6. Beyond the grant are there any other support the Memorial Fund will provide grantee partners? 

We plan on continuing to provide technical assistance support to current grantee partners for; Training and Skill Building; Coaching; Organizational Development; and Healing and Wellness.

7. Does the Memorial Fund expect groups to change their work to be connected to the criteria or educational and social determinants?

No. We believe encouraging groups to do work that they are not ready for or interested in engaging in is counterproductive to achieving equity in education.

8. Can groups move within rings over time? 

We created the rings to offer more clarity about the type of work we prioritize and trust that groups will continue to be guided by their mission and not our criteria.  That being said, we recognize that over time some groups' work will evolve to become more or less aligned with our criteria. Groups who receive one-year grants will have the opportunity to reapply and be reconsidered based on how their work is progressing.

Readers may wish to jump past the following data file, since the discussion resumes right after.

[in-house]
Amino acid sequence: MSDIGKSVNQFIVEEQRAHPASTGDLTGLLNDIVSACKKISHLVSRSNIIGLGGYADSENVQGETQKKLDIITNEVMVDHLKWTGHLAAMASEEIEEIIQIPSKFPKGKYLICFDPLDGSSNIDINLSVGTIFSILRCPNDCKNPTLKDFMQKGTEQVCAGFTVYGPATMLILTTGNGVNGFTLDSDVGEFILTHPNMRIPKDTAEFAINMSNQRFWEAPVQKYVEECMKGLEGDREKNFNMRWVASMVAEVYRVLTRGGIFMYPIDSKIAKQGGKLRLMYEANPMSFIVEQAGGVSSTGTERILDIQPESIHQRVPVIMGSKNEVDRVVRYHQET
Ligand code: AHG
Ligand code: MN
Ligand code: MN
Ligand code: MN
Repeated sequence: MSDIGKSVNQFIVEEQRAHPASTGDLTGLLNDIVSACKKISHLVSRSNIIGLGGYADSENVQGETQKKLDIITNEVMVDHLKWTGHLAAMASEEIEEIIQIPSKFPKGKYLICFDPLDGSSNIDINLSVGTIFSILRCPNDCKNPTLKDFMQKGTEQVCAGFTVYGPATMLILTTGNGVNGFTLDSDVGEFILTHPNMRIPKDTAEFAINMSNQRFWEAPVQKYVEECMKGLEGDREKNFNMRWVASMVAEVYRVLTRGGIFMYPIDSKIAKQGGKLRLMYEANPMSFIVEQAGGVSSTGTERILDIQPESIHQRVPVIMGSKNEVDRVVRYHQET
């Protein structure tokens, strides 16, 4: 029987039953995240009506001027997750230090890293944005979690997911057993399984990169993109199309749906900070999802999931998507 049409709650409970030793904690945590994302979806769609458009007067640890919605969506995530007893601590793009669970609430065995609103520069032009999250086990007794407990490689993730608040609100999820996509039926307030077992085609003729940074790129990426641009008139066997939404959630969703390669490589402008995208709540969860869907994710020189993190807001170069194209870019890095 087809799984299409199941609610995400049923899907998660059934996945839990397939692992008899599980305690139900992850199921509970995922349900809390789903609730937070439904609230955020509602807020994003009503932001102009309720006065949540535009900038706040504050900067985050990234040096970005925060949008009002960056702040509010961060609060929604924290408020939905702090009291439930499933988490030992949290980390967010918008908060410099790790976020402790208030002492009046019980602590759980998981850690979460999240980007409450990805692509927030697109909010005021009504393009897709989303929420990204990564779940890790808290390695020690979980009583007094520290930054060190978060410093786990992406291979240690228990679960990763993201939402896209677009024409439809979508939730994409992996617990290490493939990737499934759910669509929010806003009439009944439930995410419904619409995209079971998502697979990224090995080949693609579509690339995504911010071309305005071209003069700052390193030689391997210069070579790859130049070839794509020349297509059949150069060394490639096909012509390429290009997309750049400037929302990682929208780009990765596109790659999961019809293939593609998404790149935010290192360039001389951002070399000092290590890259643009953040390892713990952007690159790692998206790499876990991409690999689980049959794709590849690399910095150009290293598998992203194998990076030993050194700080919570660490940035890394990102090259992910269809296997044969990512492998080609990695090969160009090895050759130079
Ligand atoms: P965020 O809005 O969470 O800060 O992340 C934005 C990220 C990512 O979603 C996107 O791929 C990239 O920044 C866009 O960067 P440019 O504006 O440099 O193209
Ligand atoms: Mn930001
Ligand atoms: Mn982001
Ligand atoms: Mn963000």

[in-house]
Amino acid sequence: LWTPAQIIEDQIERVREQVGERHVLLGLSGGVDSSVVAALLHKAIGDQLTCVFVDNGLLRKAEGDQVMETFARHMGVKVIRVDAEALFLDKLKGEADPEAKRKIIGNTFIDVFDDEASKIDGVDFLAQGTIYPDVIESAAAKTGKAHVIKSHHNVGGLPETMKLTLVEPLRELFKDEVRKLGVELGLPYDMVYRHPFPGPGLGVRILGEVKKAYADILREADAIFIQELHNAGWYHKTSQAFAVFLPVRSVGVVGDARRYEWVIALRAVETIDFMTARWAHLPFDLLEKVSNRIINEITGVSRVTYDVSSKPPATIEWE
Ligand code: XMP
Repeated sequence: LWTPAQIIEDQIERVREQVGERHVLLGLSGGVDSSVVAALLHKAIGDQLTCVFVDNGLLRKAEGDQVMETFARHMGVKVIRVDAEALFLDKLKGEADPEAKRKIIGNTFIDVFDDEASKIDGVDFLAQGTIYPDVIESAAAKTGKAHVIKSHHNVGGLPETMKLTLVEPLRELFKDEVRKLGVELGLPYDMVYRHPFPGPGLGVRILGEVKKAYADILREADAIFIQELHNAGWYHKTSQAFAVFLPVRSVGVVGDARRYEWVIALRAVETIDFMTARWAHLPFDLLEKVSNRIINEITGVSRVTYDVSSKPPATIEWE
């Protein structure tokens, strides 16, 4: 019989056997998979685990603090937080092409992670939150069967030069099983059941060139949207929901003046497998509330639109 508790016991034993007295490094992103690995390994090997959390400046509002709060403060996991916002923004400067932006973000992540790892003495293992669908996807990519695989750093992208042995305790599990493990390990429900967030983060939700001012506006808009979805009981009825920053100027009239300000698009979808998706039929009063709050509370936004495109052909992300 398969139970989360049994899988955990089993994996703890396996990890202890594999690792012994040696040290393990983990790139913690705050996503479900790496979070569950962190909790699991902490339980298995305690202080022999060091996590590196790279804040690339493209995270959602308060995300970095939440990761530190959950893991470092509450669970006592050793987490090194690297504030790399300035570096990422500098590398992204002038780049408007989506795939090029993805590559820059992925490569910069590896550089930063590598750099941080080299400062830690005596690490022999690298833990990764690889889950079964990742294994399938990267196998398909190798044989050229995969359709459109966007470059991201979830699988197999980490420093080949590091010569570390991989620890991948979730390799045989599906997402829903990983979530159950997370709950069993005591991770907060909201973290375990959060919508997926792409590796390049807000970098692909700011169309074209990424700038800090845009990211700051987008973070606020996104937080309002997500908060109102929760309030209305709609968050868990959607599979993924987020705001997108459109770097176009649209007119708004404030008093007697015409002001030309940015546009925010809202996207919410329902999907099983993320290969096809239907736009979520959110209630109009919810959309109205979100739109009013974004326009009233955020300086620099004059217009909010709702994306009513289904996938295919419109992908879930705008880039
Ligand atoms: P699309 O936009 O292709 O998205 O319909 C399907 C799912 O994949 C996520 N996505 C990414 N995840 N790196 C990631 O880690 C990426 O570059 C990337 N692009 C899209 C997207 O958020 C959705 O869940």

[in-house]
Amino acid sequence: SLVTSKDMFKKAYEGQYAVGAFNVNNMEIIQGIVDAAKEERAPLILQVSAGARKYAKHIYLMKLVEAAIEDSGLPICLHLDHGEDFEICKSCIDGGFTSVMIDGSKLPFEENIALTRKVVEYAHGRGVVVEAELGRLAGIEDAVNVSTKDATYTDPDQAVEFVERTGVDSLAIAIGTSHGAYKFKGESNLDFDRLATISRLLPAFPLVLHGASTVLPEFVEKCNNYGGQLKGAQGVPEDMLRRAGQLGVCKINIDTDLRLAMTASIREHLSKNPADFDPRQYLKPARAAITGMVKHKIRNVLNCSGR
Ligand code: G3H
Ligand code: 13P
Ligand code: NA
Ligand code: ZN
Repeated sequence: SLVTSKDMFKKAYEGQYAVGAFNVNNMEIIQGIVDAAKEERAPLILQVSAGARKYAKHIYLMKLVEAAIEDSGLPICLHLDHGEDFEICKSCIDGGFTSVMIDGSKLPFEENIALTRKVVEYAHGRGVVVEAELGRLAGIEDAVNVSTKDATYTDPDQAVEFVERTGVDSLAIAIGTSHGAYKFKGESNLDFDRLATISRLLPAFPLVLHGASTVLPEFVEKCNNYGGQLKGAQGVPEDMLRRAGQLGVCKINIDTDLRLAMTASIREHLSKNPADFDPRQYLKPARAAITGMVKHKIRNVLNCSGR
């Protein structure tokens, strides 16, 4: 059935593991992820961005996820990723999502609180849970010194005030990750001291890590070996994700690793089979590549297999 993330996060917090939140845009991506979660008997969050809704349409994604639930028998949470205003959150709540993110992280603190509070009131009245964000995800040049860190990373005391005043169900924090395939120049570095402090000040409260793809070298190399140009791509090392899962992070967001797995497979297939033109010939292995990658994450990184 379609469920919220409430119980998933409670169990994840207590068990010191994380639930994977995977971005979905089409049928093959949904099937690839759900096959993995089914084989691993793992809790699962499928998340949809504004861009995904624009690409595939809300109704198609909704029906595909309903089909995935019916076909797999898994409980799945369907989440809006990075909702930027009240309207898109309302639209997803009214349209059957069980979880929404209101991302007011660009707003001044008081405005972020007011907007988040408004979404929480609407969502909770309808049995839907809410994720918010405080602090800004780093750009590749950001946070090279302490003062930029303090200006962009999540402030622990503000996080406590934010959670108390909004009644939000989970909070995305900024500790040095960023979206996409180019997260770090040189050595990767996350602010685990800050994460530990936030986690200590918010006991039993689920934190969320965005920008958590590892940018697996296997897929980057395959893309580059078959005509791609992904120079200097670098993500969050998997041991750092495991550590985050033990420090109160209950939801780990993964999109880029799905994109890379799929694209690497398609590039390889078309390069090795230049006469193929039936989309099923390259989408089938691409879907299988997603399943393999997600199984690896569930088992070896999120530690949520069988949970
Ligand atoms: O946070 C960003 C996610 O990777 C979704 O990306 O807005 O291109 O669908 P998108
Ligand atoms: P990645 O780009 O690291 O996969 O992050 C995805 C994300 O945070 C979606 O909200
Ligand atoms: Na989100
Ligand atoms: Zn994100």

9. What if I do not see my group’s work reflected in the criteria? 

While we do not expect any group to be compatible with all of the criteria if you feel you are stretching yourself to fit any criteria you may consider whether the Memorial Fund resources are compatible with your group’s efforts. 

10. How will the Memorial Fund measure "organizational capacity"?

The criteria listed offer current and prospective grantee partners an opportunity to reflect on the following things:

  • Is what they are proposing aligning with their current capacity (e.g., staffing, partners, experience, resources)?